Magic Fire by Christopher Pike

Mark Charm is a teenage pyromaniac; he loves setting things on fire. Usually it’s only vacant houses, when he’s in a bad mood about something. Then his mother dies of cancer and he’s in a real bad mood. Time to burn down the whole neighbourhood.

The really interesting thing about this book is not so much the story I’ve just outlined, but the fact that Mark Charm is the central character – the hero. Everything is told from his perspective, and the reader is forced to sympathise with him. A welcome change from the usual nice-guy-beats-evil-guy stereotype.

Things get even stranger when Mark teams up with a girl he fancies called Jessa, who has the outlandish belief that it’s impossible for her to be killed. There’s nothing like a couple of weirdos to really keep a story interesting! But somewhere along the line, Mark finds out that there’s more to Jessa’s belief than a few loose marbles rolling around upstairs, and that’s when the weirdness factor starts to expand out of all proportion.

Once you get past the initial few chapters, this novel is a real page-turner. There’s enough material in this story that, if Stephen King had been the author, he would have filled six hundred pages. That said, Pike errs on the opposite extreme. The story is told in a mere two hundred pages, and whilst the fast pace felt good, an awful lot of detail was sacrificed. Ultimately the book felt rushed.

As the story unfolded I couldn’t help thinking that Pike had borrowed heavily from at least three popular sci-fi movies (I won’t tell you what they are, because it would spoil the story). Then, after noticing that this book was first published in 1998, I had the feeling that two of those movies weren’t released until after that year! If that’s the case, well done to Pike for getting there first.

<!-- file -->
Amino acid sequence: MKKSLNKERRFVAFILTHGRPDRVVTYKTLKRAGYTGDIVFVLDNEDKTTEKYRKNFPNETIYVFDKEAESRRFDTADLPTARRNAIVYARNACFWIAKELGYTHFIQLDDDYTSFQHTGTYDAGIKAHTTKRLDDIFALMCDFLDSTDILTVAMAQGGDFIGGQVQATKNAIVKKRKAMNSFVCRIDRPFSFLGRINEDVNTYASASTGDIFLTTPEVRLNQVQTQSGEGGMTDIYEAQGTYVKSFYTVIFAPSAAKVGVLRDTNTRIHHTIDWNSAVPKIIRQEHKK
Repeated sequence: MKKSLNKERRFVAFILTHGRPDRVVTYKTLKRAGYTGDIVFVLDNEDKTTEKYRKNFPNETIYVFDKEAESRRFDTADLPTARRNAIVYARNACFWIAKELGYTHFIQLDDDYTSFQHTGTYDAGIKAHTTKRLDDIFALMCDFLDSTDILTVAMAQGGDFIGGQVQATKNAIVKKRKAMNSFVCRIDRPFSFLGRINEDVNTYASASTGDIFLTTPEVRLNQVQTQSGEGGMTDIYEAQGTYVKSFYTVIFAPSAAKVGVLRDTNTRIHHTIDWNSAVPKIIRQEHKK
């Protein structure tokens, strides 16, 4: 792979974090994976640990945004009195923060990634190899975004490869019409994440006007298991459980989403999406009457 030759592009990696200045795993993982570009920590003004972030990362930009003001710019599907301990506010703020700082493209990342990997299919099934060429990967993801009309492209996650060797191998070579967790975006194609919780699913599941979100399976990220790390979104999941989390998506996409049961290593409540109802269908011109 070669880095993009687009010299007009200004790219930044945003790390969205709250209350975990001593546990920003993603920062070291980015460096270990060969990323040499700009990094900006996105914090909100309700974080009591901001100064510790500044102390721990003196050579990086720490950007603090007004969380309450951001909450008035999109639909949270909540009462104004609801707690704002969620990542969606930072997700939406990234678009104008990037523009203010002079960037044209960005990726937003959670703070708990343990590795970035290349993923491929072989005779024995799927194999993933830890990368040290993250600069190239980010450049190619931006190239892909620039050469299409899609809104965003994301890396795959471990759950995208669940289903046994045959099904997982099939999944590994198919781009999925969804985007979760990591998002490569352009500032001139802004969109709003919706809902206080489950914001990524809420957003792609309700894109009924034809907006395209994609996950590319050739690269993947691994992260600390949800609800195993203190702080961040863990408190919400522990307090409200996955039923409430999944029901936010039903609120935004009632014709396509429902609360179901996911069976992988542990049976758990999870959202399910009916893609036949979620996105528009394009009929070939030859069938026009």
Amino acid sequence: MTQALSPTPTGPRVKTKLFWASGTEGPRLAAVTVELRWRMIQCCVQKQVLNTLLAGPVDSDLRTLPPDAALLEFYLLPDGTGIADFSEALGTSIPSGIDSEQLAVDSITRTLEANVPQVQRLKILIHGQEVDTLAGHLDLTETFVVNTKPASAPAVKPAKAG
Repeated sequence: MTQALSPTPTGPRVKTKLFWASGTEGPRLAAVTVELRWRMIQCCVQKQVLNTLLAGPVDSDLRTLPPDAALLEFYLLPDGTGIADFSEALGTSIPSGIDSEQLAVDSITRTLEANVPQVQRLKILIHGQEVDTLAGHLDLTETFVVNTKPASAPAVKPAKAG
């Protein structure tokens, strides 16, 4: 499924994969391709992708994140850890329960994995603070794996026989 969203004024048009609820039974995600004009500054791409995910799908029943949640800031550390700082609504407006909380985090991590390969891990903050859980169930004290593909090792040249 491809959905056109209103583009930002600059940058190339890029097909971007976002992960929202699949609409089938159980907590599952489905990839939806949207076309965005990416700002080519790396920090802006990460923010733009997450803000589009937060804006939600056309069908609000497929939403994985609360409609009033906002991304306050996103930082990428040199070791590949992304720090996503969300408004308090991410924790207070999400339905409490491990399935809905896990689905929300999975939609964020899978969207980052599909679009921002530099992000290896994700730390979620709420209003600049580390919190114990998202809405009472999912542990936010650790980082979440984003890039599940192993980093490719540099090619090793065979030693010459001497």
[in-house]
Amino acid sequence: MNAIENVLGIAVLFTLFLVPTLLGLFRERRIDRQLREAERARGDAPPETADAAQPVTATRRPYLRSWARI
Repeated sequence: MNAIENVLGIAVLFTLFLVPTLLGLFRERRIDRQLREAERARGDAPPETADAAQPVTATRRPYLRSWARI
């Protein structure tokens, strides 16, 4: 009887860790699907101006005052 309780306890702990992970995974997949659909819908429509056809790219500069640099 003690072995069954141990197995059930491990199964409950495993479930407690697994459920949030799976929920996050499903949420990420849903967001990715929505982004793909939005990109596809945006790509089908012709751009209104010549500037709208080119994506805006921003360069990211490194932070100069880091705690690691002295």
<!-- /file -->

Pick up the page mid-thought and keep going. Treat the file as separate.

Spellbound by Christopher Pike

Christopher Pike has managed to do a rare thing as a writer – to bridge the gap between the adult and teenage fiction markets. He has said that he doesn’t so much write for teenagers, but he writes about teenagers, for adults. The result is a novel with bit more character depth and a bit less candy coating than some of what passes for teenage fiction.

It’s a “murders in the forest” story; we’ve all came across them before. This one, however, strays into some very strange territory that you won’t expect. Although original, the mystical side got a bit too complex for my liking. The characters in the story are nicely drawn, but at times they do things that are totally unbelievable – like going back to the woods to confront your fears, knowing full well that the killer hasn’t been caught. It’s this kind of harsh plot-advancement that spoils the book to some extent. That said, I did enjoy this, and I’m sure I’ll be back for more from Pike.